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Circuit Notebook

Interesting circuit ideas which we have checked but not built and tested. Contributions from readers are welcome and will be paid for at standard rates.

mains power switch

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Many new computers now come with rapid data transfer 6-pin Fire­Wire ports (IEEE-1394). Alternatively, you can add them by purchasing a PCI card for about $30. They are commonly used for video transfers and sending data to external hard drives.

Both these and USB ports provide power to run the device attached to the port. However, when the computer is powered down the voltage at the FireWire port goes to zero whereas the voltage at the USB typically remains at +5V. In theory, if you want to switch off peripherals, all you have to do is wire a relay across the FireWire power and use it to control the mains power for the external devices.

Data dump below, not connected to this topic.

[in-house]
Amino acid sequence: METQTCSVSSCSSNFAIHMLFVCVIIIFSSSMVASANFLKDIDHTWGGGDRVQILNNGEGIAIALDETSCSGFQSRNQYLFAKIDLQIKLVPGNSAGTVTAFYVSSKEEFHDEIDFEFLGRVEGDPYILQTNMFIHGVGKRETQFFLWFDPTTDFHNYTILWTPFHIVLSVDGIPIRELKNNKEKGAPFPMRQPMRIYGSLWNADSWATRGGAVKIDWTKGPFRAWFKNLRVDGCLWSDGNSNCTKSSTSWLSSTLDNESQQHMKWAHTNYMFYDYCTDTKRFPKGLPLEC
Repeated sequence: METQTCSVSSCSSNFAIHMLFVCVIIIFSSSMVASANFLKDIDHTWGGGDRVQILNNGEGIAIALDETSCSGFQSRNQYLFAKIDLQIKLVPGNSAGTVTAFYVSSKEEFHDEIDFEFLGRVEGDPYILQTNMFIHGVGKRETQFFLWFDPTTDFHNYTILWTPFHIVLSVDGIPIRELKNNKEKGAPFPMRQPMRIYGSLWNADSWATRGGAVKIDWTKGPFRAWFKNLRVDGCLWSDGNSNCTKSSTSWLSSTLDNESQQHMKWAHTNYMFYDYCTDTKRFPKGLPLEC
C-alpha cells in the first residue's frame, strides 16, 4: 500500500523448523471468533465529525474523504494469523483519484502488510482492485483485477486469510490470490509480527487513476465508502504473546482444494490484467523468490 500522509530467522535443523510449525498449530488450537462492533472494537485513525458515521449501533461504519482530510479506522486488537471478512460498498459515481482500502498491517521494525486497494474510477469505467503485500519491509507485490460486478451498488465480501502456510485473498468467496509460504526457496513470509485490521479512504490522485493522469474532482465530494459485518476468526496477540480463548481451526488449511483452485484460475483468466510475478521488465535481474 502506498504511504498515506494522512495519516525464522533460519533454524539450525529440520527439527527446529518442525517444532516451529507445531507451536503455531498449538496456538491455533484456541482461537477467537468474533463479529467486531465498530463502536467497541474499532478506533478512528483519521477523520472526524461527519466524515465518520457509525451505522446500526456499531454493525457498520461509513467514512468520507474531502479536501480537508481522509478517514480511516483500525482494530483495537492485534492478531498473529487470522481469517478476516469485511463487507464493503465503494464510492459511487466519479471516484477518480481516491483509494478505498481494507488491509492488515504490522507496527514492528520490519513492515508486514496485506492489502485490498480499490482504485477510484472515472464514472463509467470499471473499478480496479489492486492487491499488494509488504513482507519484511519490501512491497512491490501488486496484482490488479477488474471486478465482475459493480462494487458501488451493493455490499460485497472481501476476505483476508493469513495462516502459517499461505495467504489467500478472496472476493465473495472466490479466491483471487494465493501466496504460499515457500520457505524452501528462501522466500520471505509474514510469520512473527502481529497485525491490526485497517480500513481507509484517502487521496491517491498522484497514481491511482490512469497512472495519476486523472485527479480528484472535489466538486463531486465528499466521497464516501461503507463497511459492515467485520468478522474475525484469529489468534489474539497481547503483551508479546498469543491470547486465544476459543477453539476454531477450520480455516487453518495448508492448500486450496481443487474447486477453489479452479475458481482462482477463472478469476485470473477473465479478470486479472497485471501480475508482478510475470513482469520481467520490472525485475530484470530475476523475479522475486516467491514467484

The only drawback with this approach is that the output voltage from the socket isn’t defined and can vary between 12V and 25V, depending on the brand of computer. This problem can be solved with an external 12V power supply to power the relay switched by a transistor that monitors the FireWire socket voltage.

When the computer is on, the voltage at pin 1 of the FireWire port switches on transistor Q1. This energises the relay and provides power to the peripherals. Conversely, when the computer powers down, Q1 switches off, de-energising the relay which removes the power to the peripherals.

The circuit shows a conventional DC power supply using an 18VAC centre-tapped transformer, two 1N4004 diodes and a 2200µF filter capacitor. However, you could substitute a 9V or 12V DC plugpack.

Note that you will need to disable “resume by USB” and “Wake-up by PME# of PCI” in the power management set-up of the computer’s BIOS. If you don’t, the computer will start up again when the power to the peripherals is switched off.

Les Kerr,
Ashby, NSW. ($30)

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